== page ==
Similar tribal connections happen around just about any shared experience. Below is a brief list of activities, hobbies, and beliefs that unite humans together:
- Comic books.
- Game of Thrones.
- Keto diets; Paleo diets; Any diet plan, really.
- Car aficionados (which can be further subdivided by different makes and/or models).
The list is endless. Your shared interests connect you with other humans who share a similar point of view. This brings about a connection. And feelings of connectedness feel good. The polarization between Us and Them can help you feel connected to something greater than yourself. And this sense of purpose or belonging has been shown to very beneficial to your well-being. (3)
Unfortunately, this sense of belonging can also be brought to pathological levels. Consider fans of opposing sports teams. At times these fans can become so wrapped up in the Us vs Them mentality that physical violence ensues.
But what happens when you want to share an experience that no one else has tried? How does your dream vacation impact your social connections?
This is where social isolation can occur. If items on your bucket list are extreme, these activities can actually work against your mental well-being. Traveling to the furthest tip of the south pole in Antartica may be at the top of your bucket list. But if no one in your peer group has experienced anything similar, you’re going to have a difficult time connecting and relating over your trip.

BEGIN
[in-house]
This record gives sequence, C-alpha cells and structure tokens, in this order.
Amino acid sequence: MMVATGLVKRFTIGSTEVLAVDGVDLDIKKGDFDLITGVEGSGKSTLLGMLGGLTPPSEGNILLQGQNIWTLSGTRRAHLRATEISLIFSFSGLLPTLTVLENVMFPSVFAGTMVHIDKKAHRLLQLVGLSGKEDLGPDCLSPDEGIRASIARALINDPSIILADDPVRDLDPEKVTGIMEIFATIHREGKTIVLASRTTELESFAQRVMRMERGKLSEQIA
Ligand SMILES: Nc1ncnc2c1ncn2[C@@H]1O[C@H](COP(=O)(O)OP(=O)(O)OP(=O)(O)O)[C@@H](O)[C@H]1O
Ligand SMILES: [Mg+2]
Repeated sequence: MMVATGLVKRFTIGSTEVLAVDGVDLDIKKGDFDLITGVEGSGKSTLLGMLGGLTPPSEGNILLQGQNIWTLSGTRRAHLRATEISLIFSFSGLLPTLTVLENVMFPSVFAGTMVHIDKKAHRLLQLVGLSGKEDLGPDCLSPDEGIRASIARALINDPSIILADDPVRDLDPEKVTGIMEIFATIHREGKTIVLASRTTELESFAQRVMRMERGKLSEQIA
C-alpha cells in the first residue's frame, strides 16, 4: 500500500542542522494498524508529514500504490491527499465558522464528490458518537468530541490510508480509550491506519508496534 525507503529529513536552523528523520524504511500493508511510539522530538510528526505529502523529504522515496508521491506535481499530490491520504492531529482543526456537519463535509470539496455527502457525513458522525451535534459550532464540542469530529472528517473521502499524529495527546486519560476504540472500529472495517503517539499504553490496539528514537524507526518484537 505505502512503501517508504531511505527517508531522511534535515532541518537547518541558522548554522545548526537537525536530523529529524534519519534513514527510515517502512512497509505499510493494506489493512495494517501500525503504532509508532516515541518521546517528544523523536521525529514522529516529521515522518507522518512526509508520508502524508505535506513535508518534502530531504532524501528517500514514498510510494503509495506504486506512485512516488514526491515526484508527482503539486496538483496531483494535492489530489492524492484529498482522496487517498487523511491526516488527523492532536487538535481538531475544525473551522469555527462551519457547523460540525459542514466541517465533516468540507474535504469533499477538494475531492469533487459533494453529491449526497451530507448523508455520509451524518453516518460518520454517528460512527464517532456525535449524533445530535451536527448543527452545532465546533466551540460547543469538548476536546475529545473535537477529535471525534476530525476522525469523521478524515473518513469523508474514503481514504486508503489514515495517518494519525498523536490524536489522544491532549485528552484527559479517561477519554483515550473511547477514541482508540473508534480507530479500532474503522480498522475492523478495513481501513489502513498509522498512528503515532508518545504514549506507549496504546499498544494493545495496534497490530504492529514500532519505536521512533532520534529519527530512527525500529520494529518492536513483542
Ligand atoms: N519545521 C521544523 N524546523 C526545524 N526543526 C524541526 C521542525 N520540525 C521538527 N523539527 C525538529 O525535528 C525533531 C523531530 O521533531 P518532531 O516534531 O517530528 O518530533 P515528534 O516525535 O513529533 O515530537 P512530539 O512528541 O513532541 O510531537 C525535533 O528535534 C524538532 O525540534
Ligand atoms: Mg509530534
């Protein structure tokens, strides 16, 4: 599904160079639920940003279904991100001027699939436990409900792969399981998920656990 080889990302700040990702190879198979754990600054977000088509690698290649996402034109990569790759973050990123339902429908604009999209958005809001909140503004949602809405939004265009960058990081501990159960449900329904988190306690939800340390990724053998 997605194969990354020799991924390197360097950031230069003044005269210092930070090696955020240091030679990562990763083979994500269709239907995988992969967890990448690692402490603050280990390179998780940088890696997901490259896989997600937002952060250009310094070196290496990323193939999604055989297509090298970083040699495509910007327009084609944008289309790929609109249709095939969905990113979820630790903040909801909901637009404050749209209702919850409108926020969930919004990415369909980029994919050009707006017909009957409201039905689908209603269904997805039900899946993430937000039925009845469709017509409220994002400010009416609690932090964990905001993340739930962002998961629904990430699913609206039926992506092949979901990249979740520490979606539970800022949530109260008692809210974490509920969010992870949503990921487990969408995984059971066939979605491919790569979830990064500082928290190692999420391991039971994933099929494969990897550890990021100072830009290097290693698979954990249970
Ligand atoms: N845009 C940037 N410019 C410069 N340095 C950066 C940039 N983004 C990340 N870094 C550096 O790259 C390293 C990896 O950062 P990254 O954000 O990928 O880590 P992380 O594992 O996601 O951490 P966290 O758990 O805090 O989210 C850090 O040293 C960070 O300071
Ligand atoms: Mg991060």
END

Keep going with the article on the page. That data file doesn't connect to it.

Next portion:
You need to have shared experience amongst your social group. This is the glue that holds your connections together. Should you start pursuing extreme experiences, you isolate yourself from the group. And this can have unintended consequences.
How do researchers know that dream vacations will make you miserable?
In one clinical trial, researchers divided participants into two separate groups. Group 1 watched a highly regarded 4-star movie. Group 2 watched a rather crummy, poorly regarded 2-star movie.
After viewing the movies, participants were asked to rate their well-being on a 100-point scale. Obviously, those who watched the better movie had higher levels of well-being. No surprise there. But that’s when things got interesting. Researchers then took one viewer of the 4-star movie and had him/her participate in an unstructured conversation with three members of the 2-star movie group. (4)